How Queen Victoria made her mark in Canada — without ever visiting
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There was a certain poignancy in pictures from Buckingham Palace the other day, as they captured the current Queen in quiet contemplation of how her great-great-grandmother made her mark as monarch more than a century ago.
Two hundred years after her birth, Queen Victoria is the focus of a special exhibit at the palace during its annual summer opening for admission-paying visitors.
It's an exhibit that has attracted attention for some of the more unusual features on display, such as baby teeth of Victoria's children — kept in an elaborate, tiny gilt and metal casket — and white marble casts of their little arms and legs.
But those behind the exhibit see larger themes at play, including one that speaks to the role and influence Victoria had over her 63-year reign, particularly the impact of a "feminist transformation" at the palace during her time there.
The exhibit "argues that Victoria's building program at Buckingham Palace helped to redefine the monarchy for the modern age," co-curator Amanda Foreman wrote recently in The Sunday Times.
"The new design enabled a more open, welcoming and inclusive relationship to develop between the Royal Family and the public."
And in that, there's a parallel to the influence Victoria had for Canada.
Not that she actually came to Canada, even though she was invited, particularly to open Canada's first Parliament after Confederation in 1867. (She was in mourning for her husband, Prince Albert, and wasn't interested in going on any big sea voyages.)
But during her reign, all four of her sons and her daughter, Princess Louise, spent time in Canada.
"It's really the next generation with her children that we start seeing … [the] transatlantic royal tours that continue to the present day," Toronto-based royal author and historian Carolyn Harris said. "We start seeing in her reign these precedents for how the Royal Family engages with Canadians."
Victoria's influence in Canada and involvement in its historical development date to the earliest days of her reign.
"It's really her accession to the throne in 1837 in the midst of the 1837 rebellions where we start seeing Queen Victoria and Canadian history intersecting," said Harris.
And when it came to Confederation, she was a unifying force.
"The Fathers of Confederation had very different views concerning the future of Canada and even the feasibility of Confederation as a project," said Harris.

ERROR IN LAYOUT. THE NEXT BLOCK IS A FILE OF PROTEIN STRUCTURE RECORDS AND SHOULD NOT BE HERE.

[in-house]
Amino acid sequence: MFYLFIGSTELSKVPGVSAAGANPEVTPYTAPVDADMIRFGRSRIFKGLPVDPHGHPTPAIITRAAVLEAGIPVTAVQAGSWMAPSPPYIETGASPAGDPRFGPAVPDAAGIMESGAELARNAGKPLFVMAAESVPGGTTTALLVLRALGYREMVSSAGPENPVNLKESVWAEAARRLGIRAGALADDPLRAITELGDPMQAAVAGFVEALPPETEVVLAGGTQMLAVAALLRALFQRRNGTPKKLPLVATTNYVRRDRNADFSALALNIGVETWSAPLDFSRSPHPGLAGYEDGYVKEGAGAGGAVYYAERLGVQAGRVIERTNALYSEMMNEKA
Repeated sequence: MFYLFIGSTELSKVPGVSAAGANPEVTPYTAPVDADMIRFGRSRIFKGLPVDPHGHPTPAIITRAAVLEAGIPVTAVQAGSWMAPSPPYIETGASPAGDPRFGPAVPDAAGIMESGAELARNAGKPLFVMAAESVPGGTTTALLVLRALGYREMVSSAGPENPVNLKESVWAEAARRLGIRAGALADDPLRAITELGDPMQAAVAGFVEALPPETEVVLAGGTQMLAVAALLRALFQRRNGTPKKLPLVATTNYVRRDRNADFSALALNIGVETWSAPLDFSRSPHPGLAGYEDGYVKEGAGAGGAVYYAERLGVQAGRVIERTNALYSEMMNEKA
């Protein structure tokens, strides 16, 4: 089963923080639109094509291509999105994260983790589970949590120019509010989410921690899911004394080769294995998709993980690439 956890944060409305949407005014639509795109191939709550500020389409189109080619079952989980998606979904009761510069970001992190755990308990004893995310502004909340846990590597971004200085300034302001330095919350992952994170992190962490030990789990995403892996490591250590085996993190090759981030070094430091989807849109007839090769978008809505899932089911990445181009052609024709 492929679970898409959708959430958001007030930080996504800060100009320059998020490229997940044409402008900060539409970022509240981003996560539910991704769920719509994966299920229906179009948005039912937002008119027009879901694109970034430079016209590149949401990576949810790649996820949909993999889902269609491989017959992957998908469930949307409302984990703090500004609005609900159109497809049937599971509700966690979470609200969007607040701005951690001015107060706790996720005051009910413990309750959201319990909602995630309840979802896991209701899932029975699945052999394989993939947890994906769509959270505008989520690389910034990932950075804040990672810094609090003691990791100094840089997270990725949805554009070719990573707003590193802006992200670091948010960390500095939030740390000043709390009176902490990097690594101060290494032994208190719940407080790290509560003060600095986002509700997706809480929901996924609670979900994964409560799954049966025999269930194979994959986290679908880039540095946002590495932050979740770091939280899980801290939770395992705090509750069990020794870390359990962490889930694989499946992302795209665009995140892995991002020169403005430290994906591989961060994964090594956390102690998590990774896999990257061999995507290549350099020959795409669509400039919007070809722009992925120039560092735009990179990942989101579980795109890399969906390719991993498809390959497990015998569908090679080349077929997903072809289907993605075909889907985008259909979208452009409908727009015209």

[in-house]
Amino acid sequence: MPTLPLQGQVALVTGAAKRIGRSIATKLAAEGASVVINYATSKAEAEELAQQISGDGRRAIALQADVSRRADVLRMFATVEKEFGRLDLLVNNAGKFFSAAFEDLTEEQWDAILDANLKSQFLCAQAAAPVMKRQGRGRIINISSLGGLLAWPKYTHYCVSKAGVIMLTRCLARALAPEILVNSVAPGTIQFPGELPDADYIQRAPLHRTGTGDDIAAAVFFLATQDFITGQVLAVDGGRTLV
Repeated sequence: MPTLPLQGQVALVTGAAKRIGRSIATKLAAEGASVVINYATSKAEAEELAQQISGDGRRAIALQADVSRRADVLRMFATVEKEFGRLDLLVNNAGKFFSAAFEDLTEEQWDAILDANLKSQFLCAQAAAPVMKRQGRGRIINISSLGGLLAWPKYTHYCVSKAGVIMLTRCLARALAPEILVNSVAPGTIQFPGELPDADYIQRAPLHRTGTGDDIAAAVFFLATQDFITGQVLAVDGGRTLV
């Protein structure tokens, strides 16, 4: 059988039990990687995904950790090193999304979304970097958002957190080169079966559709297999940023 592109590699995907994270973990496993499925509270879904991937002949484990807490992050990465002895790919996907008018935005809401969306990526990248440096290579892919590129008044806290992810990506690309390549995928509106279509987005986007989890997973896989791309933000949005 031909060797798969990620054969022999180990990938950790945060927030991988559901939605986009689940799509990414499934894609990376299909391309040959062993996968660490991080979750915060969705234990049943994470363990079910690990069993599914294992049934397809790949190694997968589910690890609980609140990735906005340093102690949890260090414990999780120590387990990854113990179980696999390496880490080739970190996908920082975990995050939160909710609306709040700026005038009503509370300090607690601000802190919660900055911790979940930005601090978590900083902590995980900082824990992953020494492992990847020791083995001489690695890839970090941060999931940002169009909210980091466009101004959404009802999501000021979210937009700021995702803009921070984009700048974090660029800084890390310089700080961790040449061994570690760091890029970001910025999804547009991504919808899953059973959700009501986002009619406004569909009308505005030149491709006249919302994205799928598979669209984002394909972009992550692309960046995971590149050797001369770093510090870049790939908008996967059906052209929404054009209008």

John A. Macdonald and George-Étienne Cartier travelled to London, and Victoria expressed her support for Confederation.
"The fact that the Queen was supportive was a way of bringing together political figures with very different views regarding the future of Canada," said Harris.
Victoria's influence was more personal, too.
"The social impact in her time was profound," said Harris, who related a story of how author Lucy Maud Montgomery wrote in the 1920s that when she was a child, every household had an image of Queen Victoria. "That was her memory of growing up in Prince Edward Island."
Victoria was held up as a woman to emulate, even though she wasn't particularly supportive of greater rights for women in the public sphere (she didn't support votes for women, for example).
"But the fact that she was a female head of state meant that she was an inspirational figure for many," said Harris.
She was also an inspirational figure when it came to naming numerous Canadian communities (Victoria and Regina, for example), streets, natural features and institutions like Queen's Park in Toronto. Even the occasional hotel — the Empress, now the Fairmont Empress, in, of course, Victoria — found the origins of its name in the monarch (who was also Empress of India).
Victoria's birthday, May 24, became a holiday, first for the province of Canada in 1845, and then a national holiday in 1901. (This year, Victoria Day teas at museums, pioneer villages as well as the Empress over the holiday weekend in May marked her 200th birthday.)